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These Cops Wear Uniforms But Have No Training and Little Oversight

“Putting somebody out there on the street who has very little training is not fair to the community and it’s not fair to the officer, but it happens all the time.”

Traffic cop in New York City intersection.
(Shutterstock)
Putting on a police uniform automatically lends people an air of authority. Handing them a badge and a gun gives them real power. In some places around the country, individuals have been given all the trappings of police officers, but with none of the training and very little oversight. That can be a serious problem. 

It has been in Michigan. A Detroit Free Press investigation found that at least 3,000 reserve or volunteer officers serve in Michigan with no formal system of oversight in place. The legislature called on the Michigan Commission on Law Enforcement Standards to adopt screening and training requirements, but it has yet to do so. Individual departments may set their own standards, but the newspaper found evidence of abuse by reserve officers, as well as examples of convicted felons and white supremacists serving in uniform. “The active-duty officers have always been troubled by the lack of standards,” says Jim Curran of the Michigan Association of Police Organizations.

Police departments around the country use volunteers to help out. Many assist with relatively low-risk tasks, such as directing traffic or providing a uniformed security presence at parades and sporting events. But there’s always the potential for situations to escalate or turn violent. 

Many states set clear requirements that reserve officers must meet. In some cases, they have to have minimum levels of training, regardless of how they’ll be deployed. Other states set training levels according to the type of job they’ll do, with more training required when a reserve officer will ride on patrol, whether with an active-duty officer or solo, than when they’re just guiding traffic. “Michigan has a more liberal policy for their reserves than I generally see,” says W. Craig Hartley Jr., executive director of the Commission on Accreditation for Law Enforcement Agencies. “It’s critically important, and responsible, that police officers are only performing functions that they’re trained for.”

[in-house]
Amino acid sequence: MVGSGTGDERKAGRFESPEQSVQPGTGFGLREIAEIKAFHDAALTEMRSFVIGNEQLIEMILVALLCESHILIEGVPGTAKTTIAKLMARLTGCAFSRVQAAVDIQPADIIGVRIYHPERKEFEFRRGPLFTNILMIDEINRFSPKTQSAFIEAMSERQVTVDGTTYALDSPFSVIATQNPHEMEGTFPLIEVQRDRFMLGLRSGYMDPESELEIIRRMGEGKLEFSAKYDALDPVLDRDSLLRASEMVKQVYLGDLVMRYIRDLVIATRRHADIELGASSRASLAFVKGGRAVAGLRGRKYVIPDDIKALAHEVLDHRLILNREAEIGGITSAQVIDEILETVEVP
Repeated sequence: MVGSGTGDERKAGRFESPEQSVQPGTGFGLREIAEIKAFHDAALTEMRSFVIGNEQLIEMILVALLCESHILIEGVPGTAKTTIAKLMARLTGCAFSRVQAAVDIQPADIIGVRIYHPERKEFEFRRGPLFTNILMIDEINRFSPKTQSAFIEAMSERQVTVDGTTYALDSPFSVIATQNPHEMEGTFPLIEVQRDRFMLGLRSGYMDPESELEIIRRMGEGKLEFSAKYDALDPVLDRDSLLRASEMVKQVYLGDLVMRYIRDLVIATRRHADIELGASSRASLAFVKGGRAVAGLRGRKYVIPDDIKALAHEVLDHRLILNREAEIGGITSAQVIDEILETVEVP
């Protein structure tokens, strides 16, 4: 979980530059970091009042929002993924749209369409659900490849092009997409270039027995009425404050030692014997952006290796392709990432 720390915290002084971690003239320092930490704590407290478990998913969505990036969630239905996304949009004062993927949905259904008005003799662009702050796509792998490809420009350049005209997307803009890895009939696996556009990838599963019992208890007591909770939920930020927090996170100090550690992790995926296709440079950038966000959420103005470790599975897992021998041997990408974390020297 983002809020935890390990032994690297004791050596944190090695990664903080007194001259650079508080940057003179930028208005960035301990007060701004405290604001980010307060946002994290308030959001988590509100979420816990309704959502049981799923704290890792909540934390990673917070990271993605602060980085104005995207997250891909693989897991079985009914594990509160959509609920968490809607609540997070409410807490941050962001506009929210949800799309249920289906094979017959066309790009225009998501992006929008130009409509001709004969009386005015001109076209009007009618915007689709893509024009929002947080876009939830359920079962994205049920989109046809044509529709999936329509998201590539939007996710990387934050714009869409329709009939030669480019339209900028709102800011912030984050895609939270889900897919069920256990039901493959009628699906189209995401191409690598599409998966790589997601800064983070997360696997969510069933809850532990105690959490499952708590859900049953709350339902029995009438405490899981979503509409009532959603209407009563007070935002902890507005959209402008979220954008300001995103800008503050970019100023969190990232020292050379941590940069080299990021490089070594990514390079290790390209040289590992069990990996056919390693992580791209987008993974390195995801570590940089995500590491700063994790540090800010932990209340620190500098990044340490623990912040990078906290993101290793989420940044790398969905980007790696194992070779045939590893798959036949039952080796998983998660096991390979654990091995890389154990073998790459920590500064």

That sounds like common sense, but many police departments, strapped for resources, cut corners. Smaller departments often have a need for more people to handle shifts than their budgets will cover. Departments think they’re getting off cheap using free help, but they face real liability issues. Real cops on the beat have to have some understanding of constitutional rights drilled into them, with enough training to offer reassurance that they won’t threaten someone’s life without some sense of the risks and responsibilities involved. “It’s not a cowboy world,” Hartley says. “The training weeds out the people who don’t have the skill set to provide the functions needed. You don’t add water and have a police officer.”

When police departments don’t have the money to meet their staffing needs, they often contract with the county sheriff’s office. That may work out fine, but sheriffs also use volunteer help. In Michigan, there have been scandals involving sheriffs who’ve handed out badges as fundraising incentives. “Putting somebody out there on the street who has very little training is not fair to the community and it’s not fair to the officer,” says Jim Bueermann, president of the Police Foundation, “but it happens all the time.”

Alan Greenblatt is a senior staff writer for Governing. He can be found on Twitter at @AlanGreenblatt.
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